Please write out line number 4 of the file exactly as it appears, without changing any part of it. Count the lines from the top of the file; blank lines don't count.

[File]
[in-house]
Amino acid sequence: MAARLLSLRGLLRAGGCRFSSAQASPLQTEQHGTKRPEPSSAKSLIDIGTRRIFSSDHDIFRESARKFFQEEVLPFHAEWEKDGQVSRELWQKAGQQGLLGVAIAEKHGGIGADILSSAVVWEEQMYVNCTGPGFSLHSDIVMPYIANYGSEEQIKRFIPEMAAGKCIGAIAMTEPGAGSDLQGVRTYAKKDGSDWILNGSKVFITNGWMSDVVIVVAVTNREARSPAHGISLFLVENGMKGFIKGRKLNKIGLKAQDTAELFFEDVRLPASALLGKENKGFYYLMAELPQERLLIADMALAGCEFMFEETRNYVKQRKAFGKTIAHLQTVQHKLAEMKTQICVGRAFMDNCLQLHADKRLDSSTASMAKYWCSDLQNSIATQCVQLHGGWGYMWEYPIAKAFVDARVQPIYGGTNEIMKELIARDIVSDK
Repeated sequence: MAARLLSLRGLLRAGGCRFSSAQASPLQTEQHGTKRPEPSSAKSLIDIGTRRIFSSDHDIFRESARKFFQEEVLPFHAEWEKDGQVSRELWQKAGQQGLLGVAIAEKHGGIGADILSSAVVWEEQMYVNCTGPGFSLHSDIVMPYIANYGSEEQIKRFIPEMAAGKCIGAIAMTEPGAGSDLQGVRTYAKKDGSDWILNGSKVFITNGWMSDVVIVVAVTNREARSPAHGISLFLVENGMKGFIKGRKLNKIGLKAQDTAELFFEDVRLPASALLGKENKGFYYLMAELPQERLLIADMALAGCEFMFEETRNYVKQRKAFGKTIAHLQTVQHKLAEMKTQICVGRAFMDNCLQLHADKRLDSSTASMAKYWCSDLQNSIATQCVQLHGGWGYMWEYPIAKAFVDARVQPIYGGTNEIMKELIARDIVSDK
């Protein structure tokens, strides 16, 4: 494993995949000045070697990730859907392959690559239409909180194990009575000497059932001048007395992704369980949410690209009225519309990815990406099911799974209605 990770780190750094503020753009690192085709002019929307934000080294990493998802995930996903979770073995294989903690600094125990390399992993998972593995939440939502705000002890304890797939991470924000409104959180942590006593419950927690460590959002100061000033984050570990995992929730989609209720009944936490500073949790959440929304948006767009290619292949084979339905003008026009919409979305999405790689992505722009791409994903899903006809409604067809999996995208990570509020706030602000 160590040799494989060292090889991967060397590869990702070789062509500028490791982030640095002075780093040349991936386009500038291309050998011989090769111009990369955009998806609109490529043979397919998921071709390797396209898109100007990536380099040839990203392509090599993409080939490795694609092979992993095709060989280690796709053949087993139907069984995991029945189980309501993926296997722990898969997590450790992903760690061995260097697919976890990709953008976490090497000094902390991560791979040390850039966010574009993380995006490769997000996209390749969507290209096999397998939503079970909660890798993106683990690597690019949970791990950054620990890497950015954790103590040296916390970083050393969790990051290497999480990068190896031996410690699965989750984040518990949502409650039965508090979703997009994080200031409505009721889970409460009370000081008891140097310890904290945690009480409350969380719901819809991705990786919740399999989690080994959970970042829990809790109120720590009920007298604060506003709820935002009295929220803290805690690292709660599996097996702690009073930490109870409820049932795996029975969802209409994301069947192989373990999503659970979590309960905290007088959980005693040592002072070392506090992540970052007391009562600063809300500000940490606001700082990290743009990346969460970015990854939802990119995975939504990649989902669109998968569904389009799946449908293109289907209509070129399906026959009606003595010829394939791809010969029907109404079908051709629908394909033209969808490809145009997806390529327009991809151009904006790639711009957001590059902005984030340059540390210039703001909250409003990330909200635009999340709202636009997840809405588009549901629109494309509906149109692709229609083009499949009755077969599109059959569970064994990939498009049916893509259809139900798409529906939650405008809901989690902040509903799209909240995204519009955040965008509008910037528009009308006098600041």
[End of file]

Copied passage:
């Protein structure tokens, strides 16, 4: 494993995949000045070697990730859907392959690559239409909180194990009575000497059932001048007395992704369980949410690209009225519309990815990406099911799974209605 990770780190750094503020753009690192085709002019929307934000080294990493998802995930996903979770073995294989903690600094125990390399992993998972593995939440939502705000002890304890797939991470924000409104959180942590006593419950927690460590959002100061000033984050570990995992929730989609209720009944936490500073949790959440929304948006767009290619292949084979339905003008026009919409979305999405790689992505722009791409994903899903006809409604067809999996995208990570509020706030602000 160590040799494989060292090889991967060397590869990702070789062509500028490791982030640095002075780093040349991936386009500038291309050998011989090769111009990369955009998806609109490529043979397919998921071709390797396209898109100007990536380099040839990203392509090599993409080939490795694609092979992993095709060989280690796709053949087993139907069984995991029945189980309501993926296997722990898969997590450790992903760690061995260097697919976890990709953008976490090497000094902390991560791979040390850039966010574009993380995006490769997000996209390749969507290209096999397998939503079970909660890798993106683990690597690019949970791990950054620990890497950015954790103590040296916390970083050393969790990051290497999480990068190896031996410690699965989750984040518990949502409650039965508090979703997009994080200031409505009721889970409460009370000081008891140097310890904290945690009480409350969380719901819809991705990786919740399999989690080994959970970042829990809790109120720590009920007298604060506003709820935002009295929220803290805690690292709660599996097996702690009073930490109870409820049932795996029975969802209409994301069947192989373990999503659970979590309960905290007088959980005693040592002072070392506090992540970052007391009562600063809300500000940490606001700082990290743009990346969460970015990854939802990119995975939504990649989902669109998968569904389009799946449908293109289907209509070129399906026959009606003595010829394939791809010969029907109404079908051709629908394909033209969808490809145009997806390529327009991809151009904006790639711009957001590059902005984030340059540390210039703001909250409003990330909200635009999340709202636009997840809405588009549901629109494309509906149109692709229609083009499949009755077969599109059959569970064994990939498009049916893509259809139900798409529906939650405008809901989690902040509903799209909240995204519009955040965008509008910037528009009308006098600041």